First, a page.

Fishing lure and bait harness

A lure and bait harness for securing bait to a lure or hook which allows for quick and efficient attachment. The lure and bait harness comprise a retainer secured to an overcenter spring. The spring includes a first arm and second arm which are secured to one another in a manner which allows the spring to be biased in an open position away from the retainer which allows for placement of the bait in the harness and biased in a closed position retaining a piece of bait between the retainer and the spring. By providing the retainer or spring with a spur the bait is securely held against unintentional dislodgment. Where desire the lure and bait harness is provided with a first fin and a second fin pitched in a similar manner to provide the lure or harness with rotation as the lure or harness is pulled through the water.

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Description
BACKGROUND OF THE INVENTION

1. Field of the Invention

The present invention relates in general to a fishing lure and bait harness, and more specifically to a lure and bait harness designed for speedy attachment of artificial or natural bait.

2. Description of the Prior Art

It is known in the art to provide fishing lures with hooks or other types of securement apparatus for securing natural or artificial bait to the lure. One drawback associated with such securement devices is that they do not have a spring device that snaps open and snaps shut to quickly and effectively secure the bait to the lure or hook. An additional drawback is that they take more time and effort to attach the bait because there is no spring device to snap open and then snap shut to secure the bait in a fishing position.

SUMMARY OF THE INVENTION

The present invention provides a fishing lure with harness for quickly and effectively securing bait for casting, trolling, jigging, or still fishing. The harness which may also serve as a lure includes a retainer and an over center spring device. The spring device includes two resilient arms secured relative to the retainer. The spring device also includes a shoulder connecting the arms. The arms are secured to one another in a manner which allows the arms to be either snapped toward the retainer in a closed orientation or snapped away from the retainer in an open orientation.

Preferably, a spur is secured to either the retainer or the spring for releasably securing artificial or natural bait to the harness and/or lure.

When the artificial or natural bait will extend beyond the bend in the hook, the bait is laid along side of the lure or harness to measure where the hook should be inserted into the tail of the bait. The hook is then inserted through the tail of the bait, and then the head of the bait is swung under the retainer and the spring snapped shut, thereby holding the bait in place by both the retainer and the hook.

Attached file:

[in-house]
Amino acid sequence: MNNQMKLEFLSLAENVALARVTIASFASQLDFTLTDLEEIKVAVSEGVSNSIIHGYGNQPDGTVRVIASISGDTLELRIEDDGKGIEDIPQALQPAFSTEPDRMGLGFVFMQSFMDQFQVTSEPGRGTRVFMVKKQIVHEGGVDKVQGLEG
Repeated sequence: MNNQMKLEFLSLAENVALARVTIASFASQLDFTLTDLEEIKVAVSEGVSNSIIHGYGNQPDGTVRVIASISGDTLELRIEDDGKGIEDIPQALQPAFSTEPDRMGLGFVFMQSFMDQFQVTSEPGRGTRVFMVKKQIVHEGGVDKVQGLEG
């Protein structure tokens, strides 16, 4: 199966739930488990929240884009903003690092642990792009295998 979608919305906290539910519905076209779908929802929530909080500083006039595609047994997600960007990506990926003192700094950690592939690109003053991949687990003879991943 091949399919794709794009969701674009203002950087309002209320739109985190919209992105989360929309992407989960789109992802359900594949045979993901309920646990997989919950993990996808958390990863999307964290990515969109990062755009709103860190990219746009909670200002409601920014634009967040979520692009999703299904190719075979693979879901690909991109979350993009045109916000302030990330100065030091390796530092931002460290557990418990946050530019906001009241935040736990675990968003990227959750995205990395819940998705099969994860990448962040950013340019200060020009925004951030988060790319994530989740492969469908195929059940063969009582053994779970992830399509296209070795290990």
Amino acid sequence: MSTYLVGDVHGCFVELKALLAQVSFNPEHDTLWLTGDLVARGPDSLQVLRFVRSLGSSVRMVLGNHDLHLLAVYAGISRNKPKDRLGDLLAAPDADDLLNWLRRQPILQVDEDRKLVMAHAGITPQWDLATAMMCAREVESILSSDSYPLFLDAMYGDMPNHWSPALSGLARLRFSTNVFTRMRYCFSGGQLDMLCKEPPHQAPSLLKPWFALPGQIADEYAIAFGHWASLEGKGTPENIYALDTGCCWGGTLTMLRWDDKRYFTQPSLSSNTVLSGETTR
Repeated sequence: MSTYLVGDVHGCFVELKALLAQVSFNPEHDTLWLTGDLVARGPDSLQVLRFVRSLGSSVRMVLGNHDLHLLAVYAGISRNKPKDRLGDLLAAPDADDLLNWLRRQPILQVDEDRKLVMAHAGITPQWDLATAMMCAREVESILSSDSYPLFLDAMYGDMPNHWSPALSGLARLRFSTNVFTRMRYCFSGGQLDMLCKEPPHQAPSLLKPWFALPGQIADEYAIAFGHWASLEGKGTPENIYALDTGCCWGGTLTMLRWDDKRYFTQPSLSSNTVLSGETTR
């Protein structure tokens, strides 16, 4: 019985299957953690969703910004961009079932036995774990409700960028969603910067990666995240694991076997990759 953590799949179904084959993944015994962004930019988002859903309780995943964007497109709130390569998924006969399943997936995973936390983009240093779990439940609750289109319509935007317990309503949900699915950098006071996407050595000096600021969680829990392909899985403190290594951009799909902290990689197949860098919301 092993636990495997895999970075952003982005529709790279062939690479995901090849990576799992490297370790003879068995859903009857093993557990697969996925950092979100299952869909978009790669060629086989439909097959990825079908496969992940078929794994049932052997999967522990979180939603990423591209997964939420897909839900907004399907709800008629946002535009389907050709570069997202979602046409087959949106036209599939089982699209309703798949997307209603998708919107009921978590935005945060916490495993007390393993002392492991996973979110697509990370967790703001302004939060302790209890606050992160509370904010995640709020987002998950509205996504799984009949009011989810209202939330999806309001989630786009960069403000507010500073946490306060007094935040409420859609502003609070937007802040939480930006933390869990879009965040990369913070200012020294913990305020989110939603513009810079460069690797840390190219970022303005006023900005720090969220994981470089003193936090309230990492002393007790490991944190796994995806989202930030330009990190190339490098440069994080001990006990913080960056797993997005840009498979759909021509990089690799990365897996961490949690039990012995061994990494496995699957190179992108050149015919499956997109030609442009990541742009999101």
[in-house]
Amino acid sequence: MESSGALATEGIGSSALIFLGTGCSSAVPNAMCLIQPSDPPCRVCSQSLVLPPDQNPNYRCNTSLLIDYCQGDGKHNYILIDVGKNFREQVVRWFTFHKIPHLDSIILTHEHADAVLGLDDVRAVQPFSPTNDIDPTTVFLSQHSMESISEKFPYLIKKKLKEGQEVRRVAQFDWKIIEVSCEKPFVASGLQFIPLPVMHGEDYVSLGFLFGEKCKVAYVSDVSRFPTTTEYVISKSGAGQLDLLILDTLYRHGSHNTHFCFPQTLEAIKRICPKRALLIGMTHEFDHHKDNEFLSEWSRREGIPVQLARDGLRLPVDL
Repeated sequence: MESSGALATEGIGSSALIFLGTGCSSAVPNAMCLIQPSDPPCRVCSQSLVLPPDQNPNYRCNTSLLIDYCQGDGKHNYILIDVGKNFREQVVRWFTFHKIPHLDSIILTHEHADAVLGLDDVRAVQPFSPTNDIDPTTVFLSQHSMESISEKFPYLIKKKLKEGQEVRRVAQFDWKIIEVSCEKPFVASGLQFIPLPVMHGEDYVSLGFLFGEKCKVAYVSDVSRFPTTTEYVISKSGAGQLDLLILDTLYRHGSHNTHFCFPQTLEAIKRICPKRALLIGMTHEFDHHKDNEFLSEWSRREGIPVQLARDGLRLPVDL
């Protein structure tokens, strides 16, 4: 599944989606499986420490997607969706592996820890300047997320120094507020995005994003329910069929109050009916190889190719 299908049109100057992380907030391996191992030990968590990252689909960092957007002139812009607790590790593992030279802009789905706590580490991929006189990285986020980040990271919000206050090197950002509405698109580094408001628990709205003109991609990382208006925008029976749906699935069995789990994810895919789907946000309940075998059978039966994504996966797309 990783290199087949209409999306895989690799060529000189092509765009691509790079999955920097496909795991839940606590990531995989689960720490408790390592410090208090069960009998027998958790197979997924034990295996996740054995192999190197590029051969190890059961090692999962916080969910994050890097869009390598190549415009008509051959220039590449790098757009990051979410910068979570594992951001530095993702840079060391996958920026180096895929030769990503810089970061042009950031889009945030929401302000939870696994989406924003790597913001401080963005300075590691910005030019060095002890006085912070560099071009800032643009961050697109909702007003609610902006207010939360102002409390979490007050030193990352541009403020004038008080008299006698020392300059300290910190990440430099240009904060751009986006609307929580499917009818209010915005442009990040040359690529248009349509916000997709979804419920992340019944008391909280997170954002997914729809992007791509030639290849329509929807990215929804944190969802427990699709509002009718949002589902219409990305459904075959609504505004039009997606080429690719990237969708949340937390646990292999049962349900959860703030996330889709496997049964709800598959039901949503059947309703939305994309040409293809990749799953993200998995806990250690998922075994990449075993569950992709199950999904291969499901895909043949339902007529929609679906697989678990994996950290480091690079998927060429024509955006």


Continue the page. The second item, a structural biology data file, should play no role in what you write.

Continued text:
BRIEF DESCRIPTION OF THE DRAWINGS

FIG. 1 is a bottom elevation of a first embodiment of the bait harness and lure of the present invention;

FIG. 2 is a perspective view of the embodiment of FIG. 1;

FIG. 3 is a bottom elevation of a metal body including a retainer, a ring and a hook, all before being formed into the embodiment of FIG. 1;

FIG. 4(a) is a side elevation of the embodiment of FIG. 1 showing the retainer in the closed orientation.

FIG. 4(b) is a side elevation of the embodiment of FIG. 1 shown in the open orientation with an artificial or natural bait provided between the spring and the retainer;

FIG. 4(c) is a side elevation of the embodiment of FIG. 1 with the lure or harness in the closed orientation securing the bait between the retainer and spring;

FIG. 5 is a side elevation of a second embodiment of the present invention showing a single hook and a lead weight secured to a harness and lure and with an artificial or natural bait;

FIG. 6 is a side view of a third embodiment of a bait harness of the present invention showing a single hook secured to the retainer;

FIG. 7 is a top elevation of the embodiment of FIG. 6;

FIG. 8 is a fourth embodiment of a bait harness of the present invention showing the hook secured to the shoulder of the spring;

FIG. 9 a side view of the embodiment of FIG. 8 together with an artificial or natural bait and showing the spring in a snapped open position;

FIG. 10 is a view similar to that of FIG. 9, but showing the spring in a snapped closed condition; and

FIG. 11 is a side elevation showing a fifth embodiment of the present invention provided on a plug with a plurality of spurs maintaining an artificial lure between the spring and plug.

DETAILED DESCRIPTION OF THE PREFERRED EMBODIMENT

With referenced to the drawings, a fishing lure and bait harness apparatus is indicated generally as 10 in FIG. 1. The apparatus 10 includes a retainer 12, an overcenter spring apparatus 14, and a hook assembly 16.